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I write, mostly to keep my head from exploding. It threatens to do that a lot. My blog is the pixelated version of all the voices in my head. I tend to dive into what connects me to God, my community, my family and my doubt. I do a lot of searching, not as much finding. I’m good with that. I have learned, finally, to live comfortably in the gray. In the meantime, I wrestle with God, and my doubt and my joy.

Monday, July 28, 2014

My Heart is in the East

My heart is in the East.

For the past three weeks, I, like so many of my friends, have been glued to some kind of screen, watching events in Israel and Gaza shift and grow, from conflict to conflagration. I scroll through the news feeds, click on the links, stare in horror and in hope - as if those pixelated words and images were water in the desert and I were dying of thirst.

I have a friend who flew back from Israel yesterday. Today he went to a rally in New York, and stood in front of the United Nations, to stand for Israel, to mourn for Gaza, to demand - to pray for - no more dead. No more innocent blood. His sign was in English, Hebrew. Oh yeah - and Arabic.

His sign was ripped and torn by another who'd come to stand with Israel. Apparently, there's standing, and then there's standing. Hatred and ignorance have no borders. War is infectious.

My heart is in the East. I breathed in its dust, and the spice of its air. I walked through its tangled, crowded roads. I prayed at the Kotel. I stood in the seas - three of them in all. I tasted olive oil from fields as old as God, and stood silently among the birdsong of the Golan. I walked that antique, sacred land, felt the weight of centuries and the echoes of people searching for God and home.

My heart is in the East. More and more, though, I cannot shake the feeling that "East" is everywhere - or it can be nowhere at all.

This morning, I drove my son to a school on the west side of Chicago. He's in Debate Camp. It's a prestigious program, a training ground that will help to prepare him for the rigors of High School debate competition. The school is less than ten miles from my little suburban home. Ten miles. Ten. From Skokie to the West Side of the city - and there is a war going on there.

I want to back away from that statement, soften it, make it undramatic. It's not the same - not even close - to the battlegrounds of Gaza, or Syria, or Nigeria, Or the Ukraine. Pick a conflict - as if death and destruction can be contained like that: a mere disagreement, with the combatants a couple of schoolboys with raised fists and raised voices, to be settled with a sternly worded letter.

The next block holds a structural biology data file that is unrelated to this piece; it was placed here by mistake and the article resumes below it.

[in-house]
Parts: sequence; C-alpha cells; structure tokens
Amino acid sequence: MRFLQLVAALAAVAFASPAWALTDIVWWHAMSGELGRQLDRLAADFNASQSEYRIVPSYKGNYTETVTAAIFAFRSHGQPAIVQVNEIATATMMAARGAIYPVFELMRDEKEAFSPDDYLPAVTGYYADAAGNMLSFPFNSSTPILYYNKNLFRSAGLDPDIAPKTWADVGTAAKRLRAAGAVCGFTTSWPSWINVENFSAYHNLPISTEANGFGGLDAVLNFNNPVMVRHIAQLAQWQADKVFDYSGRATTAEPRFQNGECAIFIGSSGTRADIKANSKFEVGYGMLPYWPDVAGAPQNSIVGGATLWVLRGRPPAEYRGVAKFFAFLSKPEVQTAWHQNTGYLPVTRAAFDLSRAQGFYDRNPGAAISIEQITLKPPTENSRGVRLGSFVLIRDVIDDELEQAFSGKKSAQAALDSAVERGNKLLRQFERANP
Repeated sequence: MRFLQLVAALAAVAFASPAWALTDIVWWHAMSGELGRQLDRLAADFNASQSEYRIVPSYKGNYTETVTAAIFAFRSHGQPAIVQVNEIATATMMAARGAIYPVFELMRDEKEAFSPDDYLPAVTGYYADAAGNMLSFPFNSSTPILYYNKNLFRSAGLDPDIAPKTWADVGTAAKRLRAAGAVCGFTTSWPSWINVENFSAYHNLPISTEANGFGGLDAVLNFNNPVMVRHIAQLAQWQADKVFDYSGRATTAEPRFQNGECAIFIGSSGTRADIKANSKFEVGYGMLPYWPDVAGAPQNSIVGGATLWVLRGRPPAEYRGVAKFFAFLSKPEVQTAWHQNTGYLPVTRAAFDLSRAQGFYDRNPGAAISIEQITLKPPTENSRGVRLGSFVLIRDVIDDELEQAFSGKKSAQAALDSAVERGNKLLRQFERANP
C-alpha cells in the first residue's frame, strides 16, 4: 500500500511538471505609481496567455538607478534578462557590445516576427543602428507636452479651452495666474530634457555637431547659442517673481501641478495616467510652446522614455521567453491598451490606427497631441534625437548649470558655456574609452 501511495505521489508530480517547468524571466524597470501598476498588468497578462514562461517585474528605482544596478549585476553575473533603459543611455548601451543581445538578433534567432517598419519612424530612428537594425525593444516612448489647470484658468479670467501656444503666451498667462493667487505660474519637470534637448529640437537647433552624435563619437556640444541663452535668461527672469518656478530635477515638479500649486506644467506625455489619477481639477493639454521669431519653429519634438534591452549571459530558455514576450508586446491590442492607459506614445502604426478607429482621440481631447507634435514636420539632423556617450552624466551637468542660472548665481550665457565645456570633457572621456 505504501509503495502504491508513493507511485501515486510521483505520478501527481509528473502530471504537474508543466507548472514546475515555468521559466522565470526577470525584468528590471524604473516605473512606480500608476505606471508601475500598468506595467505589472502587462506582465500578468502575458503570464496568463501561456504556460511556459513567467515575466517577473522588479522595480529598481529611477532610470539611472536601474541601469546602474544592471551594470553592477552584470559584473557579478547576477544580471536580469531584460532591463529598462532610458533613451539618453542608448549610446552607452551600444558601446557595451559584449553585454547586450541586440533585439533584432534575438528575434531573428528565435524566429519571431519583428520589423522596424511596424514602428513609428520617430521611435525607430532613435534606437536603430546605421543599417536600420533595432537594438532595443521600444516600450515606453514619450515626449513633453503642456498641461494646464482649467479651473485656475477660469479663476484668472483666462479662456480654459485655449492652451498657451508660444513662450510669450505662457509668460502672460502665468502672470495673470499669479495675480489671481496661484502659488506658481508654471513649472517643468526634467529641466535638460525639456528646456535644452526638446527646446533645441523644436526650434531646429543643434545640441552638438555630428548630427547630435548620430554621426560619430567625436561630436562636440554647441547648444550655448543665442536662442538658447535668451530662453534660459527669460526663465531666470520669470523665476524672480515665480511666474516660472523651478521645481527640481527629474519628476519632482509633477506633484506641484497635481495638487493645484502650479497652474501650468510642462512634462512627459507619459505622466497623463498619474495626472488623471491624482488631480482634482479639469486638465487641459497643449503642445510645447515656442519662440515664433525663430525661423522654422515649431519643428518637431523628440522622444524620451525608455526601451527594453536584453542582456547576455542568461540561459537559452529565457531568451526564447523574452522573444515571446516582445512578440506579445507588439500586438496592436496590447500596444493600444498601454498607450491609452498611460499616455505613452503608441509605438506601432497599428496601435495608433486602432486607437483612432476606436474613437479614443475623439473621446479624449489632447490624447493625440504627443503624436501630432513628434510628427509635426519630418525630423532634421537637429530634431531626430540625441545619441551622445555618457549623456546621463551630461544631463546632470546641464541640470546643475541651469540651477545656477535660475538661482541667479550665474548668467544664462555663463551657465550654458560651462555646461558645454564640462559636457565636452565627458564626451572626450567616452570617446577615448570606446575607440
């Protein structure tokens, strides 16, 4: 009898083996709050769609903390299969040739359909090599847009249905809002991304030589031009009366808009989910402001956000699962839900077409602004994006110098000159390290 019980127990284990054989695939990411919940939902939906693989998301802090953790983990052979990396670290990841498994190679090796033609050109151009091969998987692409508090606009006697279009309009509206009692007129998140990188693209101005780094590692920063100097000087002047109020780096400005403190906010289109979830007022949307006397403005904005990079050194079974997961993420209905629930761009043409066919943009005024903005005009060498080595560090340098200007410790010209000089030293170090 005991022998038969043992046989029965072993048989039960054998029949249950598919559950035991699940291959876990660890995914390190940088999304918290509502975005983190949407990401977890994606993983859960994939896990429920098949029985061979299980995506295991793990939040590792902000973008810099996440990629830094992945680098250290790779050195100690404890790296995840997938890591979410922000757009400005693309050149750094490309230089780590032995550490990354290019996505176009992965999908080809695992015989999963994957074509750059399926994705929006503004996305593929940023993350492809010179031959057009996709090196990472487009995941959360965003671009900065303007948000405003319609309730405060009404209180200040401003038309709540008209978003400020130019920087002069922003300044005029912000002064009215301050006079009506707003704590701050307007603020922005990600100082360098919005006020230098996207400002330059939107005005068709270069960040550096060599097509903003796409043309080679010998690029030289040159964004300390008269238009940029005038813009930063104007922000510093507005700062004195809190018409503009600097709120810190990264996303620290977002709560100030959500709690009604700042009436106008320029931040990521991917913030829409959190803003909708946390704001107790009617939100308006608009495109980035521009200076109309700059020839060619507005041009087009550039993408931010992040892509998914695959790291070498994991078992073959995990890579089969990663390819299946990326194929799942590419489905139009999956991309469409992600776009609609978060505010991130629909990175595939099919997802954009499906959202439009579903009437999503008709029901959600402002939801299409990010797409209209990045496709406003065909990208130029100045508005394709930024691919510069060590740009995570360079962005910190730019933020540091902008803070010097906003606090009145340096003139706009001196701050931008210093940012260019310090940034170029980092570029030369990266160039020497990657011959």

Less than ten miles from my home, there is a world of violence and hatred, of bombed-out, boarded-up buildings and rubble-strewn streets. People stared as we drove by, eyes hard and flat. Worse, were the people whose eyes were as dead as their hope. There is poverty and hunger and despair, and it's killing neighborhoods and people in ones and twos and tens, every day. We do not have to go to Gaza to see people who walk through a war zone every day of their lives, trying just to live their lives, raise their kids, and they are met with blockades that we ourselves erect at almost every turn.

There have been almost two hundred fatalities due to gun violence in Chicago  this year alone, concentrated disproportionately on the west and south sides: almost one for every day of the year so far. Now multiply these numbers by Detroit, or the Ninth Ward, the South Bronx and Watts. Any city. Every city. War is infectious.

The death toll is rising so rapidly that we are almost numb to it. I call it the race to the new normal. How quickly we become inured to what weeks - days - only moments before would have be untenable. We are genuinely saddened by it. We talk about it over coffee, on Facebook, in the board room and the living room; we shrug at the inevitability of this new reality.

"What can we do?" we sigh. The problem is too big, too endemic and ingrained. It's the government. It's the people. It's the politicians. It's the Left. The Right. The ignorant, the elite. It's too big, been with us too long. It's just the way it is. But there's a sale on and there's little league and bills to pay and work to be done.

Don't get me wrong - there is poverty and violence and hatred in the suburbs. We do not live in a magic land, protected by a magic barrier. And there are spots of light and grace, even on the West Side, people and communities committed to making a difference, building bridges and working for peace. For justice.

Those aren't just tired old words that people used to use way back when. They are real and vibrant and within reach. They are not naive, nor are they passe, these ideals, and with them love, and hope, and truth. There is something bold about them, and magnificent. They are not simple or easy. They will not just come because we want them or wish for them. We have to sweat for them, work harder than we ever have. If we don't we will bleed for them. We will die for them. Because without them, we have nothing but bombed-out buildings and rubble-strewn streets.

There once was a man, who looked out his window one day, who saw despair and hopelessness and hunger and want and desperate need. He saw inhumanity and cruelty and hatred honored and raised up as virtues throughout the land. He wept then, and cried out to God: "Creator of all, of light and hope and mercy - how can You allow all of these horrible things to be, to flourish?" And he wept more. Suddenly, in the space between breaths, from one heartbeat to the next, he heard God say, "How can you?"

Today, I stand with humanity. I mourn for the senseless death of innocents. Blood is blood. No more dead.

My heart is in the East, and the East is all around me, echoing with centuries and God.